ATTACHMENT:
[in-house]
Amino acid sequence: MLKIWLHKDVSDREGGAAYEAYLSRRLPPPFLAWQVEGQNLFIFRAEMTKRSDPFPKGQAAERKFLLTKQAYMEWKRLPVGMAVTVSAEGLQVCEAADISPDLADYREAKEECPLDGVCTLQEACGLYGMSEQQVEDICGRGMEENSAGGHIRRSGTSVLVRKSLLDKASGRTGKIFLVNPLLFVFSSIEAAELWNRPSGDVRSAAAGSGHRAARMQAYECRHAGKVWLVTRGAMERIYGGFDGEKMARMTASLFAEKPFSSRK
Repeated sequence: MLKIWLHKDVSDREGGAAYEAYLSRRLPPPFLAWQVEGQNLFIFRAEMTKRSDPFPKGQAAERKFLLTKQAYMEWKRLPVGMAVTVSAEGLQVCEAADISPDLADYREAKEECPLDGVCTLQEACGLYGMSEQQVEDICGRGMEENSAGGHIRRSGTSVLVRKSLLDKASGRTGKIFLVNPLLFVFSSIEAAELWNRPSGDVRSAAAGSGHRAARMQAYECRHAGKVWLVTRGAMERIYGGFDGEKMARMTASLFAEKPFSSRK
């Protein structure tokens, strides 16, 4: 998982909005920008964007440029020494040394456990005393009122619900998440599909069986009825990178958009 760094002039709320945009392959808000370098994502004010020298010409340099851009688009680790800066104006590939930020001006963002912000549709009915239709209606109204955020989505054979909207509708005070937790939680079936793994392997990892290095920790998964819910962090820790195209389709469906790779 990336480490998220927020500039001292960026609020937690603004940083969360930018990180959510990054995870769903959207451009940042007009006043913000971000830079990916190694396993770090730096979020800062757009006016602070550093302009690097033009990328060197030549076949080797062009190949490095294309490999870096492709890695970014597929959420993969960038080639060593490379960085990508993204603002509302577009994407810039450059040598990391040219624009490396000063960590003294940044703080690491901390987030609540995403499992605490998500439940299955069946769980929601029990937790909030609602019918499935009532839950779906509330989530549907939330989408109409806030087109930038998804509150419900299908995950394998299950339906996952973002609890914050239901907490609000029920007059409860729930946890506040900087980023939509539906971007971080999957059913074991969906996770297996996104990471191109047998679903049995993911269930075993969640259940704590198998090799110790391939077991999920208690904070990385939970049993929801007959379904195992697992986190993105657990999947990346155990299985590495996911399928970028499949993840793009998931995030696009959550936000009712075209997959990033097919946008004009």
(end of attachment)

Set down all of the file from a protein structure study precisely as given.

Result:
[in-house]
Amino acid sequence: MLKIWLHKDVSDREGGAAYEAYLSRRLPPPFLAWQVEGQNLFIFRAEMTKRSDPFPKGQAAERKFLLTKQAYMEWKRLPVGMAVTVSAEGLQVCEAADISPDLADYREAKEECPLDGVCTLQEACGLYGMSEQQVEDICGRGMEENSAGGHIRRSGTSVLVRKSLLDKASGRTGKIFLVNPLLFVFSSIEAAELWNRPSGDVRSAAAGSGHRAARMQAYECRHAGKVWLVTRGAMERIYGGFDGEKMARMTASLFAEKPFSSRK
Repeated sequence: MLKIWLHKDVSDREGGAAYEAYLSRRLPPPFLAWQVEGQNLFIFRAEMTKRSDPFPKGQAAERKFLLTKQAYMEWKRLPVGMAVTVSAEGLQVCEAADISPDLADYREAKEECPLDGVCTLQEACGLYGMSEQQVEDICGRGMEENSAGGHIRRSGTSVLVRKSLLDKASGRTGKIFLVNPLLFVFSSIEAAELWNRPSGDVRSAAAGSGHRAARMQAYECRHAGKVWLVTRGAMERIYGGFDGEKMARMTASLFAEKPFSSRK
């Protein structure tokens, strides 16, 4: 998982909005920008964007440029020494040394456990005393009122619900998440599909069986009825990178958009 760094002039709320945009392959808000370098994502004010020298010409340099851009688009680790800066104006590939930020001006963002912000549709009915239709209606109204955020989505054979909207509708005070937790939680079936793994392997990892290095920790998964819910962090820790195209389709469906790779 990336480490998220927020500039001292960026609020937690603004940083969360930018990180959510990054995870769903959207451009940042007009006043913000971000830079990916190694396993770090730096979020800062757009006016602070550093302009690097033009990328060197030549076949080797062009190949490095294309490999870096492709890695970014597929959420993969960038080639060593490379960085990508993204603002509302577009994407810039450059040598990391040219624009490396000063960590003294940044703080690491901390987030609540995403499992605490998500439940299955069946769980929601029990937790909030609602019918499935009532839950779906509330989530549907939330989408109409806030087109930038998804509150419900299908995950394998299950339906996952973002609890914050239901907490609000029920007059409860729930946890506040900087980023939509539906971007971080999957059913074991969906996770297996996104990471191109047998679903049995993911269930075993969640259940704590198998090799110790391939077991999920208690904070990385939970049993929801007959379904195992697992986190993105657990999947990346155990299985590495996911399928970028499949993840793009998931995030696009959550936000009712075209997959990033097919946008004009």